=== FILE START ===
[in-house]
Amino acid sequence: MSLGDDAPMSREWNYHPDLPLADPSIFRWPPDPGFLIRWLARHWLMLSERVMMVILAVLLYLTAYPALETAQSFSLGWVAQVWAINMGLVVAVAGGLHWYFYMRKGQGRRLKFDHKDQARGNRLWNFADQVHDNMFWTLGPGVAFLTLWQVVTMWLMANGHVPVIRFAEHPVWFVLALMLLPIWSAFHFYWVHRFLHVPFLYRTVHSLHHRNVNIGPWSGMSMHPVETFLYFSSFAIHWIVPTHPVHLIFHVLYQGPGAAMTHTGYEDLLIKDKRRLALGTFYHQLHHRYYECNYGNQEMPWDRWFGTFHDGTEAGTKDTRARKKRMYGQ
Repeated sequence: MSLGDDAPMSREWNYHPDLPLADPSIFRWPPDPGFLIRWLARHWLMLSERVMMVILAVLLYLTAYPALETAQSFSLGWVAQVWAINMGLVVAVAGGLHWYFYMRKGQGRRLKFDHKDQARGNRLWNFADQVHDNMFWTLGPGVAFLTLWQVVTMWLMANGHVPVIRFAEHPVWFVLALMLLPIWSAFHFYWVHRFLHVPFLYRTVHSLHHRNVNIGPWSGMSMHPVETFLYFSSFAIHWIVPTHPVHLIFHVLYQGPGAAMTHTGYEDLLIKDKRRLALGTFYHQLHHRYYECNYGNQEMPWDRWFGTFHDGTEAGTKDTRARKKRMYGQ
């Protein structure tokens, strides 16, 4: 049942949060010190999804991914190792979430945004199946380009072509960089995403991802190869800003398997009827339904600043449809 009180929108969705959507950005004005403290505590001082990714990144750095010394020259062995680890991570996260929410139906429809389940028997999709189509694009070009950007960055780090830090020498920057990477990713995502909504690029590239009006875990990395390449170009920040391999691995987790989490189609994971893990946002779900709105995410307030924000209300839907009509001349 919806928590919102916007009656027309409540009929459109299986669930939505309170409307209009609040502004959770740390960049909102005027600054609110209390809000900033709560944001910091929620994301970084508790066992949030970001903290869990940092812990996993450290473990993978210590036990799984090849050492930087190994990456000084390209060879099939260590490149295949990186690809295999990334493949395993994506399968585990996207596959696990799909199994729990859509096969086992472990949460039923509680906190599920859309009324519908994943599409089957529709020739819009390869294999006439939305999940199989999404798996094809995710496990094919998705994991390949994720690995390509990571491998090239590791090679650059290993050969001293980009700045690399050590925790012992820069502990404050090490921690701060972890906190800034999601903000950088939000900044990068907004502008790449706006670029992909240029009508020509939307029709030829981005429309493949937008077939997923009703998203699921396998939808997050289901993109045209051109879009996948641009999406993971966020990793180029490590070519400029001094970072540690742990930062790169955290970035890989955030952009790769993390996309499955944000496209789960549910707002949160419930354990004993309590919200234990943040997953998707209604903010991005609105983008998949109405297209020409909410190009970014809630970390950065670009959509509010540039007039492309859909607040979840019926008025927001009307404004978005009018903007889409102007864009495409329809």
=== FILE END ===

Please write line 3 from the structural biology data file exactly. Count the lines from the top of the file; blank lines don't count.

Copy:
Repeated sequence: MSLGDDAPMSREWNYHPDLPLADPSIFRWPPDPGFLIRWLARHWLMLSERVMMVILAVLLYLTAYPALETAQSFSLGWVAQVWAINMGLVVAVAGGLHWYFYMRKGQGRRLKFDHKDQARGNRLWNFADQVHDNMFWTLGPGVAFLTLWQVVTMWLMANGHVPVIRFAEHPVWFVLALMLLPIWSAFHFYWVHRFLHVPFLYRTVHSLHHRNVNIGPWSGMSMHPVETFLYFSSFAIHWIVPTHPVHLIFHVLYQGPGAAMTHTGYEDLLIKDKRRLALGTFYHQLHHRYYECNYGNQEMPWDRWFGTFHDGTEAGTKDTRARKKRMYGQ